4-12 Length of time it took survey population's offices to become comfortable with
sustainable construction ................ .. ..... ....... ......... .......... 69

4-13 Data of m multiple questions from survey.................................. ..................... 70

4-14 The perception of the way that USAGE offices transitioned to sustainable
construction practices ....................... ................ ................ ........... 72

4-15 Respondent's exposure to types of training media in the last year................. 73

4-16 Amount of time spent in training for sustainable construction in the last year .... 73

4-17 Perception of the sufficiency of training received........................ ............ ... 74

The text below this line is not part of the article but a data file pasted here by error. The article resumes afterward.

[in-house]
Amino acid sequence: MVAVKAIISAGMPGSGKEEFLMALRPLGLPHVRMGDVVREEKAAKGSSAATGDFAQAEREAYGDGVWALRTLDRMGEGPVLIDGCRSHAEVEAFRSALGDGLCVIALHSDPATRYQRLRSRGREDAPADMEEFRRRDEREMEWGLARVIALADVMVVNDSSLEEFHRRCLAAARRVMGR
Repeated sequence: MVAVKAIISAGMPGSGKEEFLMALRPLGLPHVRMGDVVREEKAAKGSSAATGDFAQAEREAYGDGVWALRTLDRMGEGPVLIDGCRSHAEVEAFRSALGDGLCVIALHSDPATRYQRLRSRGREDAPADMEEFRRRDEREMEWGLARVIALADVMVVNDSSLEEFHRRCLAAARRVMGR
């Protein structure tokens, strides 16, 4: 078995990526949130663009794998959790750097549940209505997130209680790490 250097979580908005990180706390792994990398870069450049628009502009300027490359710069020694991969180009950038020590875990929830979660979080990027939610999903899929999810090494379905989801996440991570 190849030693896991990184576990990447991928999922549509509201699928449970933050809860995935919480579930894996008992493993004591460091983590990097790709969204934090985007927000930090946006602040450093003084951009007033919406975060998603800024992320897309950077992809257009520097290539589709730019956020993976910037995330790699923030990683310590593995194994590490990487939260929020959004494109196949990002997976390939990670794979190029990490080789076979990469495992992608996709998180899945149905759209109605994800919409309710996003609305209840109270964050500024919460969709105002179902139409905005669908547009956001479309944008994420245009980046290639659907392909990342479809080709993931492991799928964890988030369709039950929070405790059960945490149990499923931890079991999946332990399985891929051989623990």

4-18 Perceived resistance to sustainable construction....... ...... .......................... 76

4-19 Perceived amount of people resistant to sustainable construction transition...... 76

4-20 Methods employed to overcome resistance to transition to sustainable
construction .............. ..... ........... ...... ............................. 78

5-1 The results of the perceived level of resistance based on pay grade of
respondents .............. ...... .... ...... ......... ................. ........... 79

5-2 The results of the sufficiency of training on sustainable construction based on
the pay grade of respondents .................. ............... ............... 82

5-3 Respondents' personal interest in sustainable construction prior to mandate.... 85

5-4 Respondents' first involvement with sustainable construction by profession...... 88









LIST OF FIGURES


Figure page

2-1 The principles of sustainable construction, adapted from (Kibert 2008) ............. 23

2-2 The pillars of sustainable construction, adapted from (Hill and Bowen 1997) .... 26

2-3 USGBC plaque indicating a LEED Gold certification, as seen on the M.E.